Reel Opinions

Thursday, December 08, 2005

Just Friends

Lots of movies go off course during their running time. Just Friends is a movie that goes so off course it's almost criminal. Here is a film so vile, so cruel, and so unintentionally labored that you almost want to place a restraining order on director Roger Kumble and everyone else involved with this project in order to prevent them from ever making another movie again. Behind its sunny holiday cheer and romantic comedy facade is an increasingly masochistic film filled with non-stop abuse and characters that don't even act like they come from our solar system. If it weren't for Rob Schneider already having a lock for the title with his Deuce Bigalow: European Gigolo, Just Friends would hands down win the "honor" of being the most unlikable comedy to disgrace the screen this year.

When we first meet our hero, Chirs (Ryan Reynolds), he's an obese, kind-hearted soul who looks more like a character from a bad SNL skit due to the unconvincing fat suit make up, and the fact that Mr. Reynolds plays his scenes like he's got a mental handicap - bugging out his eyes, mumbling to himself, and generally acting like someone doing a bad imitation of a fat person for laughs rather than a human being. The action starts in 1995 during his high school graduation. It's a big night for Chris, as he plans to finally confess his feelings of love to his long-time best friend, Jamie (Amy Smart). Everything goes wrong when his heart-felt words fall in the hands of the local jock bully who reads Chris' love letter out loud in front of the entire graduating class. Humiliated and rejected, Chris flees the party, vowing to make something of himself and that everyone who laughed at him will be sorry.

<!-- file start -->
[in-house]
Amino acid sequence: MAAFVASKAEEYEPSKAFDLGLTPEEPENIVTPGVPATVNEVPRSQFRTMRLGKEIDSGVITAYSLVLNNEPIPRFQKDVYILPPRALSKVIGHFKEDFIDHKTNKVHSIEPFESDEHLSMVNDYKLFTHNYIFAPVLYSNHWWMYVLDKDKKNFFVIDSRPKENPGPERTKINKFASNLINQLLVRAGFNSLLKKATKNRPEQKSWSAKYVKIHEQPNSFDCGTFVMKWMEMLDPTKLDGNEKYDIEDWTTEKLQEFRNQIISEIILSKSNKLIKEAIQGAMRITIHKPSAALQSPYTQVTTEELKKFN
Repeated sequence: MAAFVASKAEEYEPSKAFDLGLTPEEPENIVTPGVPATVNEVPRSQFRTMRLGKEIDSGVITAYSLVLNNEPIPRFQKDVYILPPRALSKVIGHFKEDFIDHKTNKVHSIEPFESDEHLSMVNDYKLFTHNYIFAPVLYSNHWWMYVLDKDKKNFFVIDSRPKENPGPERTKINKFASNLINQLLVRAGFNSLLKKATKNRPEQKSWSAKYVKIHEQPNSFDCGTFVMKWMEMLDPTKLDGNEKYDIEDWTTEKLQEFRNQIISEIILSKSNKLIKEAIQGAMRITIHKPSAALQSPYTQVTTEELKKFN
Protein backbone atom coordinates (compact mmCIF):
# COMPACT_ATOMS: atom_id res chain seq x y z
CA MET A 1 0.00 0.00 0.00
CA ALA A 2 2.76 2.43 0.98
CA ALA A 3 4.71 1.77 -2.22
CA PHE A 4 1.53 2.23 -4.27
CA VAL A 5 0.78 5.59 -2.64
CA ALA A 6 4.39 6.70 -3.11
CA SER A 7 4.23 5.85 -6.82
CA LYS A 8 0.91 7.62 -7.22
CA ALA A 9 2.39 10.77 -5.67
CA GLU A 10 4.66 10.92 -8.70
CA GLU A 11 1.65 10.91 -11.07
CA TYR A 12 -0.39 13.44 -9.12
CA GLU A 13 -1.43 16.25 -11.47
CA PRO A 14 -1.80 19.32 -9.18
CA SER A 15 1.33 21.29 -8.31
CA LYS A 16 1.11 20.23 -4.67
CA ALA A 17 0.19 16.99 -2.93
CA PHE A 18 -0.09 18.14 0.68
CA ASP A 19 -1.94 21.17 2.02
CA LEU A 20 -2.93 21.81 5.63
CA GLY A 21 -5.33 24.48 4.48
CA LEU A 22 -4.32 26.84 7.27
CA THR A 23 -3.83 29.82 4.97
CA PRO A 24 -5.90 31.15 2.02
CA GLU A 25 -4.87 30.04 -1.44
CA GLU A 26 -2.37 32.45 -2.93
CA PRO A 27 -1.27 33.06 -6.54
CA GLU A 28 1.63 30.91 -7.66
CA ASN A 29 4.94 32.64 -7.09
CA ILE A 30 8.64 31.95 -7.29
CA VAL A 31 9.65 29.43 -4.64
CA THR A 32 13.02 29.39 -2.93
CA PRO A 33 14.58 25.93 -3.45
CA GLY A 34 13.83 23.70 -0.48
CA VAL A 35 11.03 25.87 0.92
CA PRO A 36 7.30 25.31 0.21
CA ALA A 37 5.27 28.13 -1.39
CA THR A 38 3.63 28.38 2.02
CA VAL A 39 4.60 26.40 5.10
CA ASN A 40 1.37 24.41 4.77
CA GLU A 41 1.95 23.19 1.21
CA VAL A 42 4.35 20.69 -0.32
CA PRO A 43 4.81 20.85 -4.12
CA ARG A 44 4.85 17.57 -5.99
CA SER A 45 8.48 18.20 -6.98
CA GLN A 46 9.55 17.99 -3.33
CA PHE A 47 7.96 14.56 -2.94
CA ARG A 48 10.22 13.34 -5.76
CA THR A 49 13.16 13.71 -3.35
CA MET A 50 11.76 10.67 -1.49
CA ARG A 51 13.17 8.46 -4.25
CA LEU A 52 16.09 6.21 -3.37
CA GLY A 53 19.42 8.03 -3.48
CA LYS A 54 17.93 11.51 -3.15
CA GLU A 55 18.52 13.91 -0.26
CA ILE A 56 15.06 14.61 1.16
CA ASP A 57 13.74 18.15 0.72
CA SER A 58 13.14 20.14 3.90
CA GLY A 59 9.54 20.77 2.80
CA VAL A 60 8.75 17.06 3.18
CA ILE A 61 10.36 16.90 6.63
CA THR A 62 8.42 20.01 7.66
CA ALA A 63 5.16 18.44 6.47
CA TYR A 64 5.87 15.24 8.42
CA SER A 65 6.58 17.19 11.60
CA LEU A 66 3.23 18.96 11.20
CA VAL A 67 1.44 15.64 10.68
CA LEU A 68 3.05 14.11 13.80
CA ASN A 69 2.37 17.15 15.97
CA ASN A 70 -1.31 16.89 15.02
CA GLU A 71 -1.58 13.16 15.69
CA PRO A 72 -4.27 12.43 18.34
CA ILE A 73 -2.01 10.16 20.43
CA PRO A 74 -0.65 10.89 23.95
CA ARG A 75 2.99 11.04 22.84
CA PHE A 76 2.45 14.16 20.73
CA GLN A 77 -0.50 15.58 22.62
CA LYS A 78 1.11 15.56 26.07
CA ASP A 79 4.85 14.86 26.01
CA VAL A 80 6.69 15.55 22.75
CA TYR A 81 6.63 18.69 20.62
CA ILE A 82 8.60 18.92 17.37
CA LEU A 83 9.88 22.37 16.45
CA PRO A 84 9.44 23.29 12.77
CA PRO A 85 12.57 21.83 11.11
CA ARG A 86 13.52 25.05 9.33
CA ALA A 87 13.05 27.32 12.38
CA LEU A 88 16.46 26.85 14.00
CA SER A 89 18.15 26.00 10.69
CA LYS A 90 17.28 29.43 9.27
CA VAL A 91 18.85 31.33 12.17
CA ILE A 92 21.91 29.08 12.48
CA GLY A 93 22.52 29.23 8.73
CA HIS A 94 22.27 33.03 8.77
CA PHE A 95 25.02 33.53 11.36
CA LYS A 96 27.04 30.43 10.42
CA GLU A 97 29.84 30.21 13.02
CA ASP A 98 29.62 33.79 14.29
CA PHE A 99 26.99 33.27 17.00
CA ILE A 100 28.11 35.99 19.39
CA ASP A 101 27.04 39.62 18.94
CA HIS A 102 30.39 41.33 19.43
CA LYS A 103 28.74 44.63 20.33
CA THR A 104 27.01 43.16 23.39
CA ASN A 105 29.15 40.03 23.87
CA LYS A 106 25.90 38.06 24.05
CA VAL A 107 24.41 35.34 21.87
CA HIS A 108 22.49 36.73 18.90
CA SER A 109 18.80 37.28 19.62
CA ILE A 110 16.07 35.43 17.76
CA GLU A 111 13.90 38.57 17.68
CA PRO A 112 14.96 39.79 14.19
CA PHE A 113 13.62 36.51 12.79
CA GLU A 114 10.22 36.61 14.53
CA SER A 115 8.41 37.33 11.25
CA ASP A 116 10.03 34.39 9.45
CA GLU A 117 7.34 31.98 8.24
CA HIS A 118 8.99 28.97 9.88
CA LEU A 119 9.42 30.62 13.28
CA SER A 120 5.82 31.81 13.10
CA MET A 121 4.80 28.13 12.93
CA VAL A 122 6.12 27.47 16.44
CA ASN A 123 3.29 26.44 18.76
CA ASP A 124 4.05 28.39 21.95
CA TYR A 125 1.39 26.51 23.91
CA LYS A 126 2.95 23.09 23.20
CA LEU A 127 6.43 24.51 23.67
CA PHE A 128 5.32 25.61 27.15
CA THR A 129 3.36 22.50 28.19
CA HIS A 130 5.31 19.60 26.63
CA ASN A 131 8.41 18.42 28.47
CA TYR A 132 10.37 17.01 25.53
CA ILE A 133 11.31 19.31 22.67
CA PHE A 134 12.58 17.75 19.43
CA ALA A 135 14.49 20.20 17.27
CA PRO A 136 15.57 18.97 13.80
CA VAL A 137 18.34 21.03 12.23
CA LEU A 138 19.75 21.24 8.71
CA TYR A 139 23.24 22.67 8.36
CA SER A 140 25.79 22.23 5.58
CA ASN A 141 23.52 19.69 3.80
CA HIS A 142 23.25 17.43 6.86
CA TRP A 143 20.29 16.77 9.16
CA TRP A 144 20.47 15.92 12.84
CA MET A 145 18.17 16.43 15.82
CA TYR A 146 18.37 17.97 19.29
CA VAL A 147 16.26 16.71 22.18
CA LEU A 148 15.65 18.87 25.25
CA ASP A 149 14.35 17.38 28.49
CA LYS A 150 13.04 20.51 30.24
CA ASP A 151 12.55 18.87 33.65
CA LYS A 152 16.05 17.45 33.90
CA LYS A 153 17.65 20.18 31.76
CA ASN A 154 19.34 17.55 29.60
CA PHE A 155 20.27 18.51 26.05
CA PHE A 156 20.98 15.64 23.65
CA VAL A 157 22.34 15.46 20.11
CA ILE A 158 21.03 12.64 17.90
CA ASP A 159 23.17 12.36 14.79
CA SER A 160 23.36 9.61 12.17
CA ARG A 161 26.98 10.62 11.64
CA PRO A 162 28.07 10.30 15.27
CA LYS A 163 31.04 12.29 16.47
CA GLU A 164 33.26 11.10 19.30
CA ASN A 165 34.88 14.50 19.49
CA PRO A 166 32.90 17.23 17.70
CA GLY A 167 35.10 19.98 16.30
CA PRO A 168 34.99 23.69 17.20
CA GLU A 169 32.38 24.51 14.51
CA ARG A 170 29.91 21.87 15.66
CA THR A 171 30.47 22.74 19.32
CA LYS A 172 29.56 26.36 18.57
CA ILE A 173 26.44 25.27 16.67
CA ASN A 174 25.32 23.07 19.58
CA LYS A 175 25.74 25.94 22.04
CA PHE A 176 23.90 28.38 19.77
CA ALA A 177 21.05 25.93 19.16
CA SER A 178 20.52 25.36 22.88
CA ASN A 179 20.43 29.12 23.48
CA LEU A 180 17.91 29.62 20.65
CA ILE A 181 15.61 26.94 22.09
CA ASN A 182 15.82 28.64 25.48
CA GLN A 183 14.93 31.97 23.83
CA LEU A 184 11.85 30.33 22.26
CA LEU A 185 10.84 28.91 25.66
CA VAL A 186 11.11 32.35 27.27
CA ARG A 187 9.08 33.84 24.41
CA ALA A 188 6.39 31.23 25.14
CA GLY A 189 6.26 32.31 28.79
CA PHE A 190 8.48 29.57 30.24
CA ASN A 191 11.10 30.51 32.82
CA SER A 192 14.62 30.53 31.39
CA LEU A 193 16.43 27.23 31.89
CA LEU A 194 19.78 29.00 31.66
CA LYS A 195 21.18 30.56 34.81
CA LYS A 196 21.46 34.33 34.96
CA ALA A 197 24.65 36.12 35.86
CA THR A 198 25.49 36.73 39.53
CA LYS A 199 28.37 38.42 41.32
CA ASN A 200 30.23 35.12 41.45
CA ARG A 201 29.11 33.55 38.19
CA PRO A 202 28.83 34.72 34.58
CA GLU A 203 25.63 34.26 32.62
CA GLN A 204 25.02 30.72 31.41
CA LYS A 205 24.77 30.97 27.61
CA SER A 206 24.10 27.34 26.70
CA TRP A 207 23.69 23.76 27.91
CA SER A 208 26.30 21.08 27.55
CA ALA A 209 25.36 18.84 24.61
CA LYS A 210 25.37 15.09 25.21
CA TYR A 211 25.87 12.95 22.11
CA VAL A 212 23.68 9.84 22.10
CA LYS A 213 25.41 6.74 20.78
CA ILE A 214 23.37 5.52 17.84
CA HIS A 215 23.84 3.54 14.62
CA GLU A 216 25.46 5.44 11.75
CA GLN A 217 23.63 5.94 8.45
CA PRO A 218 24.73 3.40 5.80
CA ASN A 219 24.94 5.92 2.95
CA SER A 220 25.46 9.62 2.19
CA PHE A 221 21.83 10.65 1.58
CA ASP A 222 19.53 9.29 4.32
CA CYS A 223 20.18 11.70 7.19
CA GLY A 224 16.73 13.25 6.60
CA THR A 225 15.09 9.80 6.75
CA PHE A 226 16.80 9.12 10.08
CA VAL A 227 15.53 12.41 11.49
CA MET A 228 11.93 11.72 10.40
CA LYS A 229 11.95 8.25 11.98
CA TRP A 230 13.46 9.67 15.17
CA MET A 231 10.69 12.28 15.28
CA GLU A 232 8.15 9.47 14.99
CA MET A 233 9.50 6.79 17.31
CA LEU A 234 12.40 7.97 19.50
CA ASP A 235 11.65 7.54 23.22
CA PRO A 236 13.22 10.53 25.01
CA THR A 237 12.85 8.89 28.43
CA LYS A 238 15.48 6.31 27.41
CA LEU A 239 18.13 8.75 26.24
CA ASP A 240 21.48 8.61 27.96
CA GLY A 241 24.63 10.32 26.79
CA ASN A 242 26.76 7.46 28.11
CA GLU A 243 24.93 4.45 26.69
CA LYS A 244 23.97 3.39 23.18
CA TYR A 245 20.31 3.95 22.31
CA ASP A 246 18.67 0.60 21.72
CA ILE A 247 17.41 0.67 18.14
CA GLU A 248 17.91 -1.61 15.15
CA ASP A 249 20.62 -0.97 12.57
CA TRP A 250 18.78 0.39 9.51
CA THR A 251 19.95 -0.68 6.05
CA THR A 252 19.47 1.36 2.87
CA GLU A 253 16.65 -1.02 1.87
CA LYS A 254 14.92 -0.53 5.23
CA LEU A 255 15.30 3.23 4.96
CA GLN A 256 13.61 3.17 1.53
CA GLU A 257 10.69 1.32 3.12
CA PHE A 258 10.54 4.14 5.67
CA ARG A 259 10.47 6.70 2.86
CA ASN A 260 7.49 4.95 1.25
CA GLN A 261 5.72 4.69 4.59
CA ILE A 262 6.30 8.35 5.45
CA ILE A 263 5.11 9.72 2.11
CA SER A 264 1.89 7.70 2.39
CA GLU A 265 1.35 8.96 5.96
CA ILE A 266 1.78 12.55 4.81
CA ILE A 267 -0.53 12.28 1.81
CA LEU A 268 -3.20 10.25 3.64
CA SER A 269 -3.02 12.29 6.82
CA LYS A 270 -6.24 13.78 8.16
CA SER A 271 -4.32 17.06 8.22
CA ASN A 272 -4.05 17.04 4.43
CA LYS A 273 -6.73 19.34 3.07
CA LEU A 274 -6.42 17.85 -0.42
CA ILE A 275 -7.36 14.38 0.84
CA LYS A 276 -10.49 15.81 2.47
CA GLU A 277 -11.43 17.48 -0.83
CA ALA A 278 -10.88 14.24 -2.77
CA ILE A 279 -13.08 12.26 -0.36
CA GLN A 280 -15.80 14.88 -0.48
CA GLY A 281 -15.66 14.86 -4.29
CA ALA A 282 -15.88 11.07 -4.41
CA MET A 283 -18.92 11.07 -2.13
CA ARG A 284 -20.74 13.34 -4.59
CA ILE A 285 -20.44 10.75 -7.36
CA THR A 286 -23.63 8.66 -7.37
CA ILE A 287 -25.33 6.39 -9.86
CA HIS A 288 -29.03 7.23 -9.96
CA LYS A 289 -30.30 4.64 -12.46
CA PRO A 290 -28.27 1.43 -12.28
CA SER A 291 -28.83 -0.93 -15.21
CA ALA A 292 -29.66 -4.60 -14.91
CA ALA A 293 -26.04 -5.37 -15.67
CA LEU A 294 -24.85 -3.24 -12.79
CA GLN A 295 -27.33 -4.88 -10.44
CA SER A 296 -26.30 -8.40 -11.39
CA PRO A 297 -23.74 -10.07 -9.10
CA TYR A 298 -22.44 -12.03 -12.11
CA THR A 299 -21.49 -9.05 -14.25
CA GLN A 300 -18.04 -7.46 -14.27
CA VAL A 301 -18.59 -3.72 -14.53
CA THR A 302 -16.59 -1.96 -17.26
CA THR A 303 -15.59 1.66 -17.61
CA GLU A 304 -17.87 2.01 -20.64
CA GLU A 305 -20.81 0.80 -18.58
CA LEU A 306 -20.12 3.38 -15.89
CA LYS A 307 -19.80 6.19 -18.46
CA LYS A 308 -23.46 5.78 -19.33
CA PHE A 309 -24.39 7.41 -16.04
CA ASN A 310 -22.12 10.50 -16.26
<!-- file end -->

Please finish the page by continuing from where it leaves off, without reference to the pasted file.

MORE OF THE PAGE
Flash forward 10 years later, and a now slimmer and more confident Chris is a hot shot music executive in LA. He's been charged with the task of accompanying the obnoxious and seemingly psychotic Britney Spears-like pop star, Samantha (Anna Faris) to Paris for Christmas in an attempt to woo her over to the record label he works for. After a freak microwave fire on their private jet grounds them both in New Jersey, Chris is forced to head back to his old home for the holidays and live with his mom (Julie Hagerty) and sex-obsessed younger brother (Christopher Marquette). While visiting a local bar, Chris has a run-in with his high school love, Jamie, and is now determined more than ever to win her over with his new lifestyle. Of course, this is easier said than done with a fellow admirer from Jaime's past (Chris Klein) also returning, as well as the annoying Samantha always trying to get in the way between the two.